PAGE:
About the Category: Donald Trump’s hallmark behaviors include hypocritical speech, paranoia, projection, and bullying. It seems unlikely that his personality will change once he is in the White House. Time permitting, look here for on-going documentation of such behavior including links to insightful and/or humorous responses to Trump’s antics.
Over the past few months the refrain, “give Donald Trump a chance,” has been bandied about by a few friends and colleagues.
As the less powerful member of the president-citizen dynamic, I thought it was Trump’s job to reach out to me and let me know he would be my president too.
But regardless of my bristling at being told to “give him a chance”, nobody would have been happier than I to learn that Trump wasn’t in favor of class warfare (against the poor and middle class), gender warfare (against women), and race/ ethnic warfare (against minorities). His actions and words during the general election indicated this is where he stood but perhaps he was just playing his side against common decency.
So here we are, Trump’s first Monday in the Oval Office. Let’s see what he has been up to (and to be more than fair let’s skip past his self-aggrandizing authoritarian speech at the CIA on Saturday and his “alternative” facts about inauguration crowd size that he spun all weekend through Sean Spicer). Let’s just focus on policy:
About 1 million households were going to be eligible for $500 annually of relief on mortgage insurance premiums through the Federal Housing Administration (FHA) loan program that boosts the economy by helping lower-income and first-time home buyers purchase homes. The Obama Administration put this relief in place because the Fund which oversees the insurance had, “recovered from the financial crisis almost a decade ago.”
This had been intended as a way to get first-time and lower-income home buyers a little financial relief when purchasing a home. Trump undid this measure as his first official act. Trump officials did not respond to Reuter’s questions about the reasons for the policy reversal. So much for his man-of-the-people campaign promises.
Get the Details: Rueters, As Trump takes over, U.S. ends plan to cut mortgage premiums
The news is just breaking (1/23/2017) that Trump will reimpose the Global Gag Order.
First imposed under former President Ronald Reagan, the rule prohibits groups getting U.S. aid abroad from providing abortions or counseling patients about abortions, even if their funds for those activities come from other sources.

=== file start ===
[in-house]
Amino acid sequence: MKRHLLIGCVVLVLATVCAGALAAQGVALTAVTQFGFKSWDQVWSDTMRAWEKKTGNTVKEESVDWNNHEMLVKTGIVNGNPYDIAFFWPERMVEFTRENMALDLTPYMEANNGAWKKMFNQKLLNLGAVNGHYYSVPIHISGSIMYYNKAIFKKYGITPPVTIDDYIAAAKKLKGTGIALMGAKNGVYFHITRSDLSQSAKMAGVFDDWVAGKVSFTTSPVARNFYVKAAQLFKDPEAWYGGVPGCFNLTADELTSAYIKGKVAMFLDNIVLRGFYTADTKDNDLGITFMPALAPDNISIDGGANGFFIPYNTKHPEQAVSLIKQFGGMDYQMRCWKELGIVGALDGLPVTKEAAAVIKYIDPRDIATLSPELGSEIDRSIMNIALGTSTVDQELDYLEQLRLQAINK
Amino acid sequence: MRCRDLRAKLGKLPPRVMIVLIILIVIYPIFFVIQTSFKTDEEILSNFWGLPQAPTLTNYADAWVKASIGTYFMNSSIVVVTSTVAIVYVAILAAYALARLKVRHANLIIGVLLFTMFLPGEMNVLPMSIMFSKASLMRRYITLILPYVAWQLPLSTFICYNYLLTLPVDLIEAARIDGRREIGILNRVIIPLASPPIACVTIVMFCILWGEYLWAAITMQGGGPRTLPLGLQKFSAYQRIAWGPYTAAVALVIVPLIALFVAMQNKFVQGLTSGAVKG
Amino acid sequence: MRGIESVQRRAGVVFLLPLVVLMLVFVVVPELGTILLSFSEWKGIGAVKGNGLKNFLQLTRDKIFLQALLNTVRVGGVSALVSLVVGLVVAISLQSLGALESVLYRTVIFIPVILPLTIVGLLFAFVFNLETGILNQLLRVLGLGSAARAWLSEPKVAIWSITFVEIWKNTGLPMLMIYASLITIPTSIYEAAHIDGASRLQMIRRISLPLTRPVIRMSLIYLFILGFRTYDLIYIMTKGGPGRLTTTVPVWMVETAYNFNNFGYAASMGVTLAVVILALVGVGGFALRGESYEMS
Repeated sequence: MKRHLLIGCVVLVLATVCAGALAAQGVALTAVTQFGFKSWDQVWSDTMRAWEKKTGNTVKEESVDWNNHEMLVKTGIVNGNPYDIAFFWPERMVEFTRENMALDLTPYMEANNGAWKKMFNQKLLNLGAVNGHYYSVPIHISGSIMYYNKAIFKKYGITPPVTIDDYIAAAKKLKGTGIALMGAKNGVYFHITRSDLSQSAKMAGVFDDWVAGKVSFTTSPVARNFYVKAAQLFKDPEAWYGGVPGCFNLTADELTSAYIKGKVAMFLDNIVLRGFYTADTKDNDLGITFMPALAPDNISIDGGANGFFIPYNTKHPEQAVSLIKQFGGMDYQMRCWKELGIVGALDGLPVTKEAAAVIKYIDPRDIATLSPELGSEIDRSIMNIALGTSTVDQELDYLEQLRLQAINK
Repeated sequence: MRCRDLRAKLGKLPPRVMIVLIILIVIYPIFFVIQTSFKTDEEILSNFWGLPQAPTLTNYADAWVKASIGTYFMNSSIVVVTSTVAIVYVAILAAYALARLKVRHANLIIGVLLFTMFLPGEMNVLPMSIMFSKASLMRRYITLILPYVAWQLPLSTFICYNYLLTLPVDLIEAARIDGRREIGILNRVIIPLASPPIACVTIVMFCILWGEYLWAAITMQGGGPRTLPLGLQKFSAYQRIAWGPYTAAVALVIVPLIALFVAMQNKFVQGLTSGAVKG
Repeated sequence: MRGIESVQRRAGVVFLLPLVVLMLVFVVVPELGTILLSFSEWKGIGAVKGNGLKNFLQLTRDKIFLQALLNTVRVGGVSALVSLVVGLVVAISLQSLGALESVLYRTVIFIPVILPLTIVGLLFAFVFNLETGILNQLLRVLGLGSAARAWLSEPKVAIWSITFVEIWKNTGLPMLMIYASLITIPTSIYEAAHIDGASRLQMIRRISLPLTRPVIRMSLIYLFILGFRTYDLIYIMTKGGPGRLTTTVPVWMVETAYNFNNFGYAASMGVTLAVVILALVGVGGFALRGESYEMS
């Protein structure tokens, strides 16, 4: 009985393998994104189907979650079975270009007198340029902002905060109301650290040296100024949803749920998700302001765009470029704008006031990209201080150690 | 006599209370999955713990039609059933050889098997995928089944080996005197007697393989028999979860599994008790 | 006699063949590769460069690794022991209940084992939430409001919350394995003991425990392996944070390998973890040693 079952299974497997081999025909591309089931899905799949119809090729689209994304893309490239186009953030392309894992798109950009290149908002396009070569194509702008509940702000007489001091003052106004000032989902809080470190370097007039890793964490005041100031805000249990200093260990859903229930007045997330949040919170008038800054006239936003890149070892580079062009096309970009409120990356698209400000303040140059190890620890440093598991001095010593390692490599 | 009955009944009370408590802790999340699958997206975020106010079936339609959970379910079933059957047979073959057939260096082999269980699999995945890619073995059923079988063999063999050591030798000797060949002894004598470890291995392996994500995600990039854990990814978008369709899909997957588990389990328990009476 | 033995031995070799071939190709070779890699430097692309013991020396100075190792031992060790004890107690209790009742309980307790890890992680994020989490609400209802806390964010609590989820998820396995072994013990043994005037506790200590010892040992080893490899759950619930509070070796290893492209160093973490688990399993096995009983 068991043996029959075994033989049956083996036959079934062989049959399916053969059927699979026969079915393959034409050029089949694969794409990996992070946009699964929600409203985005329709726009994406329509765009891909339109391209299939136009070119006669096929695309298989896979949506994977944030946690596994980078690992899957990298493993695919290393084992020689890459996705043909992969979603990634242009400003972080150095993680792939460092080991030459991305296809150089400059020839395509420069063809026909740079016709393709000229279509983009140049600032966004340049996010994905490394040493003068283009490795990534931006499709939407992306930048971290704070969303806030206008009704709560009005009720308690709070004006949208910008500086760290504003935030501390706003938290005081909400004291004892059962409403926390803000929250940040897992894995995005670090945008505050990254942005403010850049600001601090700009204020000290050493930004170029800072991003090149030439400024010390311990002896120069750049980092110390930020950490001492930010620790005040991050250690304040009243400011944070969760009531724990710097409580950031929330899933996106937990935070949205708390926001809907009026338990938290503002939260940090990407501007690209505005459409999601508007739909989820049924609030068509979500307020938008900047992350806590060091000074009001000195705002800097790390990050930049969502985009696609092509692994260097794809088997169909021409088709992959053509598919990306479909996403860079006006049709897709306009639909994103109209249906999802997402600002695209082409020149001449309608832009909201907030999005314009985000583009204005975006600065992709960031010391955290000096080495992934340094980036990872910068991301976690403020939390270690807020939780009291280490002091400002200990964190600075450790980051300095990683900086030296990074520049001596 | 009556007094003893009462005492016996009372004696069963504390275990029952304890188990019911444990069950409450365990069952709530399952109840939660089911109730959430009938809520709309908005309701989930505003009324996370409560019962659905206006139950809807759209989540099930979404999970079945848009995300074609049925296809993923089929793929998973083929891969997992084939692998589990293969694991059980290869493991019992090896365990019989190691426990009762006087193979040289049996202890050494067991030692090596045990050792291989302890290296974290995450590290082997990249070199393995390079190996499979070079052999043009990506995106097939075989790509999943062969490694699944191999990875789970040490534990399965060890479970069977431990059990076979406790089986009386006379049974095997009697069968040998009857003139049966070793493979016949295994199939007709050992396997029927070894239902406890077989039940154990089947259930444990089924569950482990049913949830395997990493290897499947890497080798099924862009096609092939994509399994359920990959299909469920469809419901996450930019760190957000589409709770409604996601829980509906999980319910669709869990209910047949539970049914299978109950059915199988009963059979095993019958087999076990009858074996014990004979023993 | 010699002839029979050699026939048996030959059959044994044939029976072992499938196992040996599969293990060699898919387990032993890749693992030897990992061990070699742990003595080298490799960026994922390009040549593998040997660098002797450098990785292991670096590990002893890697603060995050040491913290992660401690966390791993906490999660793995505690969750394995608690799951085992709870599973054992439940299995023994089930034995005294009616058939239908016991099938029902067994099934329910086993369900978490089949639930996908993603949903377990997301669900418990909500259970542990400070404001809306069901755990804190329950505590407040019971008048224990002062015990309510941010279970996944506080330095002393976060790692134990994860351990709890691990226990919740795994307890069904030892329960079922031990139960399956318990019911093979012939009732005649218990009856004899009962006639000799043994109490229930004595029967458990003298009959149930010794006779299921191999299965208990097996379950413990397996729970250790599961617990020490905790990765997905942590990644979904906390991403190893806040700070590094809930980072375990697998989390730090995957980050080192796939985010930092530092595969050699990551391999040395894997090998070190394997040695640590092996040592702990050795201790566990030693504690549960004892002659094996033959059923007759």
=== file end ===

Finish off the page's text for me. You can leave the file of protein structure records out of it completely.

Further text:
While abortion is itself an important health care service, this rule will also mean many aid organizations will have less money to provide cancer screenings, flu shots, and other reproductive health services (birth control, pre-natal care, etc.) to women in developing nations.
Get the Details: Reuters, RPT-Women’s rights face a daunting new year worldwide, campaigners warn
The Department of Justice (DOJ) was to be in court on Tuesday, January 24 trying to undo Texas voter suppression law SB14. Previous rulings on SB14 declared and upheld that:
…the record as a whole (including… the legislator’s knowledge that SB 14 would clearly impact minorities disproportionately and likely disenfranchise them) shows that SB 14 was racially motivated.
Trump’s DOJ is not so sure that this is a problem (disenfranchising minorities has been a key part of GOP strategy for decades) and they’ve asked for some more time on this issue to get their argument in order. So I guess we should just sit around and wait for Donald Trump and his nominee to head the DOJ, Jefferson Beauregard Sessions III, to fight for the voting rights of minorities. Does anyone want to place a bet on Donald Trump and Jefferson Beauregard fighting against voter suppression of minorities?
Get the Details: The RMS, Trump Justice Department moves to delay Texas voting rights case
The Backstory: Meryl Streep was given the Cecil B. DeMille Award at the 2017 Golden Globes. During her acceptance speech she spoke her mind about Donald Trump and the 2016 presidential election. The full contents of the speech were published by the New York Times. Streep spoke about how much the election of Trump hurt her heart. She spoke about how Trump’s mocking of a disabled reporter offers implicit permission to bullies everywhere to behave at their worst.
The Response: Many responses came Meryl Streep’s way following her statement. Some folks applauded her bravery for speaking up. Some folks confronted her for using her award as a platform for making a political statement. One comment stood out from the rest and that was a tweet from Meghan McCain (daughter of Arizona Senator John McCain):